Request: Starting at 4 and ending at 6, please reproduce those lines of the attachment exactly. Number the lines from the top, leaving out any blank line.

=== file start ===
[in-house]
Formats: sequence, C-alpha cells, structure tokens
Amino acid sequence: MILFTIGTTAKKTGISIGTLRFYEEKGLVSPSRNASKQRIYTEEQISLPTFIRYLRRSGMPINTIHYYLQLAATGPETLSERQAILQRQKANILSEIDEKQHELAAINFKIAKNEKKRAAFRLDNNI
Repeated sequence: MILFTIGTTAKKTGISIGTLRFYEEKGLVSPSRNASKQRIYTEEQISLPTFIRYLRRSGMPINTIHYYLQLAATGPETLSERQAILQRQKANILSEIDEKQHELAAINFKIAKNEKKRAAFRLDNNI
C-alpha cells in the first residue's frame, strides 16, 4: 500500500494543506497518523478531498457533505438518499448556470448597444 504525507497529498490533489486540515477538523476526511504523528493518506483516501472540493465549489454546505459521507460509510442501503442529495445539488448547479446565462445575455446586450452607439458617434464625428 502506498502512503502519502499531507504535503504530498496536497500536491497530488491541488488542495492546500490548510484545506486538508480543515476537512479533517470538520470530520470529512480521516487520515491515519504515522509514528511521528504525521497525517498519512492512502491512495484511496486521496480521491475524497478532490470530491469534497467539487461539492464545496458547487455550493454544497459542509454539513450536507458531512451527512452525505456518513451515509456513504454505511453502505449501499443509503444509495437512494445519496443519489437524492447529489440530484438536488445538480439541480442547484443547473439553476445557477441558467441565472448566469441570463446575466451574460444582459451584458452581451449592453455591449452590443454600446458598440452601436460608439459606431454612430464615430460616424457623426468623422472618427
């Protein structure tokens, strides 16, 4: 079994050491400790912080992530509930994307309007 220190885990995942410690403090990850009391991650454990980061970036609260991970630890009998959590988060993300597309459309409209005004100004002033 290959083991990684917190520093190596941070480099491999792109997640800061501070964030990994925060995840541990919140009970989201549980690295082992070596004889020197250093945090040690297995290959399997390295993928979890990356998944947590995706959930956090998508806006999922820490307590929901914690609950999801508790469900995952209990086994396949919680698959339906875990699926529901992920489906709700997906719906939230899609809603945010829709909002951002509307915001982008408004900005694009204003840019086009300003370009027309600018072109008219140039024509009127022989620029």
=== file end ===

Repeated sequence: MILFTIGTTAKKTGISIGTLRFYEEKGLVSPSRNASKQRIYTEEQISLPTFIRYLRRSGMPINTIHYYLQLAATGPETLSERQAILQRQKANILSEIDEKQHELAAINFKIAKNEKKRAAFRLDNNI
C-alpha cells in the first residue's frame, strides 16, 4: 500500500494543506497518523478531498457533505438518499448556470448597444 504525507497529498490533489486540515477538523476526511504523528493518506483516501472540493465549489454546505459521507460509510442501503442529495445539488448547479446565462445575455446586450452607439458617434464625428 502506498502512503502519502499531507504535503504530498496536497500536491497530488491541488488542495492546500490548510484545506486538508480543515476537512479533517470538520470530520470529512480521516487520515491515519504515522509514528511521528504525521497525517498519512492512502491512495484511496486521496480521491475524497478532490470530491469534497467539487461539492464545496458547487455550493454544497459542509454539513450536507458531512451527512452525505456518513451515509456513504454505511453502505449501499443509503444509495437512494445519496443519489437524492447529489440530484438536488445538480439541480442547484443547473439553476445557477441558467441565472448566469441570463446575466451574460444582459451584458452581451449592453455591449452590443454600446458598440452601436460608439459606431454612430464615430460616424457623426468623422472618427
């Protein structure tokens, strides 16, 4: 079994050491400790912080992530509930994307309007 220190885990995942410690403090990850009391991650454990980061970036609260991970630890009998959590988060993300597309459309409209005004100004002033 290959083991990684917190520093190596941070480099491999792109997640800061501070964030990994925060995840541990919140009970989201549980690295082992070596004889020197250093945090040690297995290959399997390295993928979890990356998944947590995706959930956090998508806006999922820490307590929901914690609950999801508790469900995952209990086994396949919680698959339906875990699926529901992920489906709700997906719906939230899609809603945010829709909002951002509307915001982008408004900005694009204003840019086009300003370009027309600018072109008219140039024509009127022989620029």